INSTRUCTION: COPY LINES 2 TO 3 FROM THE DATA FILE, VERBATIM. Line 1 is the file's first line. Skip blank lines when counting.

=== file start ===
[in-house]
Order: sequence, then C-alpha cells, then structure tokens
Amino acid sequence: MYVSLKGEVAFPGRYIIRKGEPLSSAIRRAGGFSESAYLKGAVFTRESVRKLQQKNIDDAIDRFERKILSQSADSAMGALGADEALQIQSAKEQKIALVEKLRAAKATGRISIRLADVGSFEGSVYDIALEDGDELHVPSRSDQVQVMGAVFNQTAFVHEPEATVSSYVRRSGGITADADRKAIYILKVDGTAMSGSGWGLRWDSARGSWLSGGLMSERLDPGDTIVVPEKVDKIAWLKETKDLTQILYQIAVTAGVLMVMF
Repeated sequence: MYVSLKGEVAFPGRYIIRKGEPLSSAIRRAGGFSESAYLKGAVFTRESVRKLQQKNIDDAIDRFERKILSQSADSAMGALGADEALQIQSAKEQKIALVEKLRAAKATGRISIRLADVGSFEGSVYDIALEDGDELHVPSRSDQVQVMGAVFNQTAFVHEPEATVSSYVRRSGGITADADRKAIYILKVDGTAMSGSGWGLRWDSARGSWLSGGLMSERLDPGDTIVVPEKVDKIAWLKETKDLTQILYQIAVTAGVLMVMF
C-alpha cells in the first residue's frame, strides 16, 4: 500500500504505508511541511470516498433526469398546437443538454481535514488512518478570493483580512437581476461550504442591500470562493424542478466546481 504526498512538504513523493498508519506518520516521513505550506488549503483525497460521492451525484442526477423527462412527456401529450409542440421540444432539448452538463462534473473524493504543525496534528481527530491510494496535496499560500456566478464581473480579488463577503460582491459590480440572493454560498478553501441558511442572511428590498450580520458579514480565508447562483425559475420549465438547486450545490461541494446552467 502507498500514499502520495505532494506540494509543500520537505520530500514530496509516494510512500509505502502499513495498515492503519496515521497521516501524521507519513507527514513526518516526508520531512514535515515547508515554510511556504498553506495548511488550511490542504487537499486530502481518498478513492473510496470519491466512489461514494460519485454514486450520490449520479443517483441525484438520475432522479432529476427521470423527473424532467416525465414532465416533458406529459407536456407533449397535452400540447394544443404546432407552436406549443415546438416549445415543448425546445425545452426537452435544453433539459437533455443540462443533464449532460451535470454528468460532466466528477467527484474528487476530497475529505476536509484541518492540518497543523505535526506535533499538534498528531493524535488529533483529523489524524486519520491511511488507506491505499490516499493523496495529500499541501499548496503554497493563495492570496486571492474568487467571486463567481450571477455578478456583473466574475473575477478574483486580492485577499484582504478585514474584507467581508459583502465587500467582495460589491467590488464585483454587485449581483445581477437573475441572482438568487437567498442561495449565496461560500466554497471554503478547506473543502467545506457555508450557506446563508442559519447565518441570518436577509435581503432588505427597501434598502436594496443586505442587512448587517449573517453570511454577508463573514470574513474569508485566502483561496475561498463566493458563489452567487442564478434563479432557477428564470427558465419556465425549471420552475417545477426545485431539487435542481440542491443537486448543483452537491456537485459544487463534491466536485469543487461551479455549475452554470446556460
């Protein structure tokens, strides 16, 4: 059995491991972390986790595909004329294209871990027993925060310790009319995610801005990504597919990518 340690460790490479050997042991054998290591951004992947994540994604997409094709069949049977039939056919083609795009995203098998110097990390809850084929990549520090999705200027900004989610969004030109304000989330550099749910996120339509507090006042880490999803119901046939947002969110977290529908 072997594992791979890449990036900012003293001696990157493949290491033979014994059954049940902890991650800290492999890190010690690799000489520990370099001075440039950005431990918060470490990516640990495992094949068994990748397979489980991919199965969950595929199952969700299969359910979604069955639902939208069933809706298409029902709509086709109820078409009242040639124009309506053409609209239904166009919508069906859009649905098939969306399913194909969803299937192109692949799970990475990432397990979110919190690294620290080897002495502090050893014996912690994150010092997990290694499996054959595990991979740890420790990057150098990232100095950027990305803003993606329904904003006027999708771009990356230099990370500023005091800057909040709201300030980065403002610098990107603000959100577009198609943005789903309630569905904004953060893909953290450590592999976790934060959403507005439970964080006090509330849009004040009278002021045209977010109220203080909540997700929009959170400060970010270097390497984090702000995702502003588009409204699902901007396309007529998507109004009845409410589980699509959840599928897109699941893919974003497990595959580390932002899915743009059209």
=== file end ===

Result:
Order: sequence, then C-alpha cells, then structure tokens
Amino acid sequence: MYVSLKGEVAFPGRYIIRKGEPLSSAIRRAGGFSESAYLKGAVFTRESVRKLQQKNIDDAIDRFERKILSQSADSAMGALGADEALQIQSAKEQKIALVEKLRAAKATGRISIRLADVGSFEGSVYDIALEDGDELHVPSRSDQVQVMGAVFNQTAFVHEPEATVSSYVRRSGGITADADRKAIYILKVDGTAMSGSGWGLRWDSARGSWLSGGLMSERLDPGDTIVVPEKVDKIAWLKETKDLTQILYQIAVTAGVLMVMF